I feel really fortunate to have landed a job at Citizens Advice, where all this is taken seriously. Trans people are visible, our voices are heard (for the most part) and action is taken to constantly make our lives at work as comfortable as possible.

Inclusion at work isn’t just about handling when things go wrong – it isn’t about the ‘incidents’ – it’s about building your company’s ethos with systemic inequalities in mind.

Quinn Daley, (They / Them)

If you’re wondering how your business could be more welcoming to trans people, here are some ideas:

– Start putting people’s pronouns alongside their name whenever they’re introduced;

Do this even if you have no visibly trans people at your workplace, but be sensitive to the fact that some trans people might not be comfortable sharing their pronouns freely. Asking for pronouns, rather than gender, is the most respectful way to do this because pronouns are necessary to talk about someone in the third person, but their gender is not usually relevant to their job.

– Hire a trans awareness trainer;

A trans awareness trainer can introduce people to the basic concepts of how to respect and include trans people at work. In Leeds you can hire Natasha (she/her) or Kit (they/them). If you’re a national team then Gendered Intelligence provides training all over the country.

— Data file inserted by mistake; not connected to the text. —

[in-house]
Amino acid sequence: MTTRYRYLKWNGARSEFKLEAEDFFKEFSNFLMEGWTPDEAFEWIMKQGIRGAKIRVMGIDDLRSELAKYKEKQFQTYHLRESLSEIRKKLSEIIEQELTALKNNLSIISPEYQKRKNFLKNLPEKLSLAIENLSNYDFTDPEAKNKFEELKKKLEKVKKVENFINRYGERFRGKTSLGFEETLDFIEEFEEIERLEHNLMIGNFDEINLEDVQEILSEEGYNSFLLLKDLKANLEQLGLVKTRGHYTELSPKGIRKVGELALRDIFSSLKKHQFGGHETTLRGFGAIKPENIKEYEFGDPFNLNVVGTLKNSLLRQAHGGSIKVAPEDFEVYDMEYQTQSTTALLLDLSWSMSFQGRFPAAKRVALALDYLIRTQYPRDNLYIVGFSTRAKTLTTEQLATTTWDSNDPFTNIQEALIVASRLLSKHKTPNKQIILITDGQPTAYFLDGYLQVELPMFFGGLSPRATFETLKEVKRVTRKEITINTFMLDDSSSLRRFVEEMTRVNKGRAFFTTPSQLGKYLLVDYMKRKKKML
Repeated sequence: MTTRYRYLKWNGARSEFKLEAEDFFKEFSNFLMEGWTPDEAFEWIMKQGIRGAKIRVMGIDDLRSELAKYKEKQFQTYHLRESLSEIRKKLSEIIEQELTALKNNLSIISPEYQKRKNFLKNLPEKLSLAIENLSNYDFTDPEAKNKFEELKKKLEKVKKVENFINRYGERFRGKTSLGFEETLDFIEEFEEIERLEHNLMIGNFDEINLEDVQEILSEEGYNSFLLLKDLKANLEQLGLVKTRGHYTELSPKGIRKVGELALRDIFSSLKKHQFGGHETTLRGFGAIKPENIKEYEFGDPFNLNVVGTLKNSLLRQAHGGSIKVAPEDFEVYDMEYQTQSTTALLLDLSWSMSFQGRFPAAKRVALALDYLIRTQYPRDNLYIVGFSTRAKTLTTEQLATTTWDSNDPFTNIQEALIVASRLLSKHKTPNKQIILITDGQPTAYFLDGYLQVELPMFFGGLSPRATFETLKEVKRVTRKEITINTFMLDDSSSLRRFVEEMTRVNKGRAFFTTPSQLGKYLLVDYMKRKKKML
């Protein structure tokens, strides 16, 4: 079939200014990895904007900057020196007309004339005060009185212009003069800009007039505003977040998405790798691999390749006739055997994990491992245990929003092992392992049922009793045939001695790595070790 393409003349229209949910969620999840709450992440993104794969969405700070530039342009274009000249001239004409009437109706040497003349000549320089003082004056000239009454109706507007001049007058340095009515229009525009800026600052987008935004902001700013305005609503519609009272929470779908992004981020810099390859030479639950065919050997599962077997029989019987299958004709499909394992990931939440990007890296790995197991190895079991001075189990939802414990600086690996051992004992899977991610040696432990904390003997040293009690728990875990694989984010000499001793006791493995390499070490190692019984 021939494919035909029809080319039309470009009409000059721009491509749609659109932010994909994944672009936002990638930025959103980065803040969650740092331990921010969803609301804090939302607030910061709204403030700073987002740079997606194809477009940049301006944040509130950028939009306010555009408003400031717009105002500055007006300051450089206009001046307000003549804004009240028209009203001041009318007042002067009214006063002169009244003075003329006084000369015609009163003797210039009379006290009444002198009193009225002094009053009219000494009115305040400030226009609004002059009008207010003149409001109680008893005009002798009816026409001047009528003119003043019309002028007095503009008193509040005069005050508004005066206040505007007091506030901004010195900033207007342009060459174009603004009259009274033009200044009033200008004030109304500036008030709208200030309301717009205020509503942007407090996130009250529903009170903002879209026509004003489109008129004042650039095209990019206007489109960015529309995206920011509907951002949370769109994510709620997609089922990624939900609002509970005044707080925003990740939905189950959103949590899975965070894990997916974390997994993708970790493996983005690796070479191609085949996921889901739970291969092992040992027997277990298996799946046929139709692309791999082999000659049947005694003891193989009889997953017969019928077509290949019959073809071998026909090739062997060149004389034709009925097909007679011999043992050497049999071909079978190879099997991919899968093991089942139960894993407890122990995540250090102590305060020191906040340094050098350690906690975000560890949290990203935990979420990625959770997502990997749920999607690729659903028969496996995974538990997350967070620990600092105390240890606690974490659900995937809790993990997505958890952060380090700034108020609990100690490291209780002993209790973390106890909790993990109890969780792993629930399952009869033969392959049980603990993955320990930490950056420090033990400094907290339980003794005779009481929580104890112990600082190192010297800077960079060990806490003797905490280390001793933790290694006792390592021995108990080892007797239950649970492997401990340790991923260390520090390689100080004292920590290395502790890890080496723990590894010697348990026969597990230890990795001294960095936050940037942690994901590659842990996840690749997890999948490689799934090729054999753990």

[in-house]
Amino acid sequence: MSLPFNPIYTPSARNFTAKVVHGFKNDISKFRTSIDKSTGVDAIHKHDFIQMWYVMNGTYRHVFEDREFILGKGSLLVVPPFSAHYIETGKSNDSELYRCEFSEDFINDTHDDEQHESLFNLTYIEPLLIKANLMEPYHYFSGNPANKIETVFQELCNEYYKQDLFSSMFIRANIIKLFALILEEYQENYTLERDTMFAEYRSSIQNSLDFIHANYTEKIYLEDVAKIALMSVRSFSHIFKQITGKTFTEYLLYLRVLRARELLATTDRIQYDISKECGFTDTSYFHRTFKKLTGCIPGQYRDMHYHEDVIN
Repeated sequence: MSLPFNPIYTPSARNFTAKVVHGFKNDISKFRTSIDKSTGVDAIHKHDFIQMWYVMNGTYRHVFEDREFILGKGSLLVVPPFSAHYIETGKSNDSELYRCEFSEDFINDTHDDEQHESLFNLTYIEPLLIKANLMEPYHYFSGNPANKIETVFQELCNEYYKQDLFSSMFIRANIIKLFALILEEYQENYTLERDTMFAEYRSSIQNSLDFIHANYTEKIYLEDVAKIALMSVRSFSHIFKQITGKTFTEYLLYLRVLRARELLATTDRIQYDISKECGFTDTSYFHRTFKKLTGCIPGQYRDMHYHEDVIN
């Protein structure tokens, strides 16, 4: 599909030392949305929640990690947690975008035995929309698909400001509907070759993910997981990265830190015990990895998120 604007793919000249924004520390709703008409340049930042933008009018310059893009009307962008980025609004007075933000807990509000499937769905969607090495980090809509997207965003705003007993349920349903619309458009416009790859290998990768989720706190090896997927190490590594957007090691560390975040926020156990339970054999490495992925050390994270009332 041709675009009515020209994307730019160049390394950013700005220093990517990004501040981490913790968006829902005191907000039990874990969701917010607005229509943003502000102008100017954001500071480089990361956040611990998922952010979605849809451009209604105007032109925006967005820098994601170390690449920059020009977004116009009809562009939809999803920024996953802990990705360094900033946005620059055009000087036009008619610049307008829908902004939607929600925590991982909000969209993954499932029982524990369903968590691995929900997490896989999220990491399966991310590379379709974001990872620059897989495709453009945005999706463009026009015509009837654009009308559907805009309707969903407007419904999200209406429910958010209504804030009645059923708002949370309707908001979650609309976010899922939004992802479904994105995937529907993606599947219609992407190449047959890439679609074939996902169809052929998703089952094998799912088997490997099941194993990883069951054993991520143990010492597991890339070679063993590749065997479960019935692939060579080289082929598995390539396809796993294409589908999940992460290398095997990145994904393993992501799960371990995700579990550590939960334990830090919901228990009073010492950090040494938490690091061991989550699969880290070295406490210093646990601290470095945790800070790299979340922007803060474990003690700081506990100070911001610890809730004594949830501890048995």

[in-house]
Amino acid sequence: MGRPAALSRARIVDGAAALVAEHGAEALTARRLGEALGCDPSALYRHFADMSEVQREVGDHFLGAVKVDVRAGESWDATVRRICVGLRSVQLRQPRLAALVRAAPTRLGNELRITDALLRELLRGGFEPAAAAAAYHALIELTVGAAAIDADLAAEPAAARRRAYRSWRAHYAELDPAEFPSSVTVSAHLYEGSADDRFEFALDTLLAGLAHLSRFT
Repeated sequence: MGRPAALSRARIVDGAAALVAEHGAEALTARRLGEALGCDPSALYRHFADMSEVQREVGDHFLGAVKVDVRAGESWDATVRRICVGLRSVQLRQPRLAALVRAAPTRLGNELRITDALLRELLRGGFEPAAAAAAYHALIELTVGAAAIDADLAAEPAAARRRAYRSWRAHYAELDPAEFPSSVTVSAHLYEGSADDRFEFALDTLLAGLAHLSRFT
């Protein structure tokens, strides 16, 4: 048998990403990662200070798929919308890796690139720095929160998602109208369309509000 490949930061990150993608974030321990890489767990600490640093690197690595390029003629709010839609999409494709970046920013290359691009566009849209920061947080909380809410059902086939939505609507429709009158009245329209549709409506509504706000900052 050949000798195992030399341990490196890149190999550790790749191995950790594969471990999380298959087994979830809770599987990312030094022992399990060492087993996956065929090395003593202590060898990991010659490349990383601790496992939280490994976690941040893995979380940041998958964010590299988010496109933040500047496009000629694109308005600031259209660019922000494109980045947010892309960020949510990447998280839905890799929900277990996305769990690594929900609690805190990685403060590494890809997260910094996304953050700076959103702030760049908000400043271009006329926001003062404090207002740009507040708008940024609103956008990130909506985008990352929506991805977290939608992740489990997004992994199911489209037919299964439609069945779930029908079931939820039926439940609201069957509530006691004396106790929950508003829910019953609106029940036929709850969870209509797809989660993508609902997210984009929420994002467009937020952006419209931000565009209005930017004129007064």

– Listen to your trans colleagues and give them space to talk about discomfort;

It’s a really tricky subject and many of us are scared to raise our concerns in the workplace because of the background horridness in the media. If you are a large enough organisation, think about how you can give staff the opportunity to organise collectively – at Citizens Advice we have a national trans & non-binary network that advocates collectively for the needs of staff & volunteers.

But if you want to take equity, diversity and inclusion (EDI) really seriously, there is no substitute for actually having a paid officer (or team!) working exclusively on this.

I’m now able to dedicate a lot of my one day a week at Fish Percolator to working on name.pn – a free and open source tool you can use to share your pronouns, how to pronounce your name, and how you like to be addressed. Maybe you’d like to encourage your team to put their name.pn profiles in their email signatures?

And I’m also able to get involved with projects that really matter to me, like the LGBTQ+ Hack that The Coders Guild are putting on as part of this festival. If you’d like to make Leeds a better place for trans people, come along to the Hack and have a go at designing a product, service or event!

The LGBTQ+ Hack is an event to support and celebrate the Leeds LGBTQ+ community! But don’t worry, this isn’t your typical hack – you don’t need to be tech savvy to get stuck in! Your team just needs to create something during the festival that makes Leeds a more inclusive place – it could be an app or a piece of software, a song, a piece of art or even a cake.

Head to LGBTQHack.com to see how you can get involved!

 

Event Details:

Leeds LGBTQ+ Hack Launch (Online)

20th Sep 2021 6:00pm – 8:00pm

Hosted by: The Coders Guild

Tickets: BOOK HERE

Key Hack Dates:

20 Sept: Leeds LGBTQ+ Hack Launch – we’ll be releasing our briefing video for all you hackers!

1 Oct: Deadline for Hack registrations

15 Oct: Deadline for submissions by 5pm

20 Oct: Winners announced by our judging panel – big prizes to be won!